NUT leaders recommended that members should end the two-year dispute last month after claiming they had won concessions from Gillian Shephard, the Secretary of State for Education, with the promise of a wide-scale review which would assess the impact of tests on teaching and learning and would include a series of regional conferences.
Ballot papers were distributed to 151,124 teachers. Of those returned, 49,422 voted for the motion , while 16,712 wanted to continue the boycott.
The NUT was the last teaching union refusing to conduct the tests, but its position was growing untenable. While it had insisted that tests were educationally unsound, its action had to be based on workload issues in order to be legal and these had been largely resolved. The National Association of Schoolmasters Union of Women Teachers and the Association of Teachers and Lecturers called off action after concessions on testing and the slimming down of the curriculum.
Yesterday, Doug McAvoy, general secretary of the NUT, denied the ending of the action amounted to a climbdown.
He said Mrs Shephard had promised an extensive review which would go beyond technicalities. "This three-to-one majority is a resounding victory for the leadership of the union. It is a massive endorsement of our campaign. Members have demonstrated the significance of the review they have won."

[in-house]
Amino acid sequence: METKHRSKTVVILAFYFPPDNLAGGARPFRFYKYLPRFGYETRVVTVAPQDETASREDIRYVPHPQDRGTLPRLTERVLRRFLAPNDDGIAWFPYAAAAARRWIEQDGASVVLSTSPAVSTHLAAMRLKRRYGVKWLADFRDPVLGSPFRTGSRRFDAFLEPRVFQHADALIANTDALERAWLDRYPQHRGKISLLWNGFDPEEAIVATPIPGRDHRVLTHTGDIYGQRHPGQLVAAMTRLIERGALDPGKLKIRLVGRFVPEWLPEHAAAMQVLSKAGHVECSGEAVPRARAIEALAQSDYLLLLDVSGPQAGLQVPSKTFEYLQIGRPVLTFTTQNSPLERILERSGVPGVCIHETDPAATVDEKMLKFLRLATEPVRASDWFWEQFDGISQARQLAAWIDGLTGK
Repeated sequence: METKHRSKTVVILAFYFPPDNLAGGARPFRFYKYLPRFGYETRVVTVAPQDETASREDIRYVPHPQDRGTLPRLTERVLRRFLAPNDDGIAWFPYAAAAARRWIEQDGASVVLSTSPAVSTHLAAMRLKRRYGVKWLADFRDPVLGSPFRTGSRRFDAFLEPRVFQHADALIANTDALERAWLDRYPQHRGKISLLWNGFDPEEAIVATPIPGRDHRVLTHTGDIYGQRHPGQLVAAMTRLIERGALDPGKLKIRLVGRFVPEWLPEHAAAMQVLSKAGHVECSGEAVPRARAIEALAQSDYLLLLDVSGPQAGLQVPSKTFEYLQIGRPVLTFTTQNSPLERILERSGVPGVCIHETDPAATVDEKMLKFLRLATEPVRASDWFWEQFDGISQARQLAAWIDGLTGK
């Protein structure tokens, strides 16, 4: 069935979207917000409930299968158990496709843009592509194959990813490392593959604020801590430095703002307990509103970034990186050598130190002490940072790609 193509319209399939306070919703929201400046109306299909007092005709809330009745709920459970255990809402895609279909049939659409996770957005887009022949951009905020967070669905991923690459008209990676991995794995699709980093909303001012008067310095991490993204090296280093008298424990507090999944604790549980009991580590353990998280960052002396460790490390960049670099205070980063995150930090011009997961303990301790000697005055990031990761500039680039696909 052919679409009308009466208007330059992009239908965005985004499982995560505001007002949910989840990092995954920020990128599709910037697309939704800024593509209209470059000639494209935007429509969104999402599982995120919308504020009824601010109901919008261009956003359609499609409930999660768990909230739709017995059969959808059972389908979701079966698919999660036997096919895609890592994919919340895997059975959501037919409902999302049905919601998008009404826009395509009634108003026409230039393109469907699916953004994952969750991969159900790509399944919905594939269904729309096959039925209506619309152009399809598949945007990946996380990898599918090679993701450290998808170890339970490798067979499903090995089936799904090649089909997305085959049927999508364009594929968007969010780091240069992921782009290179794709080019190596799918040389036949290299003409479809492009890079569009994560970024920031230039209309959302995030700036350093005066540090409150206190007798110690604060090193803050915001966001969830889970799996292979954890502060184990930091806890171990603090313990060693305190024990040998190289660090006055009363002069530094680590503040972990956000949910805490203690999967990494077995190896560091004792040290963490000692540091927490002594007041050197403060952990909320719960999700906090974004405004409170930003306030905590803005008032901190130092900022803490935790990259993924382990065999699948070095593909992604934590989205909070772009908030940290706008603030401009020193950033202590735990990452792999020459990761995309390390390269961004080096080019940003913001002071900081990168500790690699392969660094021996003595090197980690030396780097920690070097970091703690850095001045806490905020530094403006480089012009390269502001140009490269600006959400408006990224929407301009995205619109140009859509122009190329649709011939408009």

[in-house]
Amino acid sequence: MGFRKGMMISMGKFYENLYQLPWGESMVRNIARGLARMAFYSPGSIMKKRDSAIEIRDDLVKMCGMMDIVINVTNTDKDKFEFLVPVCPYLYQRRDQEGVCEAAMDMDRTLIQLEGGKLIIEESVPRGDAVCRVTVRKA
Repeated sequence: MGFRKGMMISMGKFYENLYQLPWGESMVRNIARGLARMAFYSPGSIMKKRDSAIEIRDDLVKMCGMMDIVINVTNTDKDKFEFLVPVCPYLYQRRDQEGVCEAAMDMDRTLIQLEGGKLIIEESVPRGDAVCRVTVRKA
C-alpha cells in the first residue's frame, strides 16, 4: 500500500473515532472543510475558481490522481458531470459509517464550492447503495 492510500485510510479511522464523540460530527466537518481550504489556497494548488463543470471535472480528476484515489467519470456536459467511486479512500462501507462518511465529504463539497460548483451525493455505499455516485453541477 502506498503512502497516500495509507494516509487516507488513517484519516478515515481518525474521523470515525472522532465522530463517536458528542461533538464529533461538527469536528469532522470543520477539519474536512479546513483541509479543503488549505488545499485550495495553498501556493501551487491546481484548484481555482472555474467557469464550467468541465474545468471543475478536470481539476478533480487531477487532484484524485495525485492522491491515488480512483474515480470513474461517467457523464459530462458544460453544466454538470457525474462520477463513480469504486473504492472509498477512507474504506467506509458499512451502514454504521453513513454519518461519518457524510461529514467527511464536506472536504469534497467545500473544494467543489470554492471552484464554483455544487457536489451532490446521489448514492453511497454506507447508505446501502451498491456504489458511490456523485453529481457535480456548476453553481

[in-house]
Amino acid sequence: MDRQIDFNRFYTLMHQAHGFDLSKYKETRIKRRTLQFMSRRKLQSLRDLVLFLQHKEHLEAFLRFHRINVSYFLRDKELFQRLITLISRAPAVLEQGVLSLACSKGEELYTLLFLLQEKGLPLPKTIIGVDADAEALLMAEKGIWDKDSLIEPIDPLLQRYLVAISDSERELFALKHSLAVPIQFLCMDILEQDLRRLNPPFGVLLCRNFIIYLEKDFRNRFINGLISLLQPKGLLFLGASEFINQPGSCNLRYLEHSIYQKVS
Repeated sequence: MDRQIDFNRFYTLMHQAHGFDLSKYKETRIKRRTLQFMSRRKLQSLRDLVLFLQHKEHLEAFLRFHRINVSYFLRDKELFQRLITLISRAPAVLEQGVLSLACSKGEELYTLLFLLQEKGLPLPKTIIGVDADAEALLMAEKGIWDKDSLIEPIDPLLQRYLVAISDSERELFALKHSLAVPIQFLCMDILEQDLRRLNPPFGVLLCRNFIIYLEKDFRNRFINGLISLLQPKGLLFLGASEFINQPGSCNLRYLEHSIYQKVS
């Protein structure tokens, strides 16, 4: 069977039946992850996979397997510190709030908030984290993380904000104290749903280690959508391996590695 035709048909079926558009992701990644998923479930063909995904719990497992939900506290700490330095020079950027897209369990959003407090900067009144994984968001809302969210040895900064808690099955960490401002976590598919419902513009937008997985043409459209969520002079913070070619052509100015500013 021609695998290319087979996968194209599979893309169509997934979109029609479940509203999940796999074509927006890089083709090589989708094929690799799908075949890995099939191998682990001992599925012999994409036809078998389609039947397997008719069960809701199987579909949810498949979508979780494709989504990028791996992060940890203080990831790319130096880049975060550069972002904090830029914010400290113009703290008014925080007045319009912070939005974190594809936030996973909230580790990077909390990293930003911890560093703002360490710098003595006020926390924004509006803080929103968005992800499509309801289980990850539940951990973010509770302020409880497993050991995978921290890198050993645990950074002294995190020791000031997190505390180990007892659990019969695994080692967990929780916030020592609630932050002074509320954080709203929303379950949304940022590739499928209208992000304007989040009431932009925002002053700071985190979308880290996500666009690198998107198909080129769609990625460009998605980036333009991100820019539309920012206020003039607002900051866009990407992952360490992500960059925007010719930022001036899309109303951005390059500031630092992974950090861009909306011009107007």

He insisted that only by taking part in the 1995 tests could teachers contribute effectively to the review process. The issue of testing and assessment has caused division at senior levels within the union. Just before the ballot, 15 of the 41-member NUTexecutive urged teachers to defy the leadership.
The result of the ballot came as a leaked letter in the Times Educational Supplement, from Mrs Shephard to Cabinet colleagues, revealed concerns that thousands of teaching posts would disappear and class sizes soar if teachers were given their expected annual pay rise.
Mr McAvoy said the School Teachers' Review Body was "a puppet of the Government".
He urged the Government to fully fund teachers' pay rises and warned: "The ability of local authorities to absorb increasing costs will this year lead to more job losses unless the Government provides extra money."Reuse content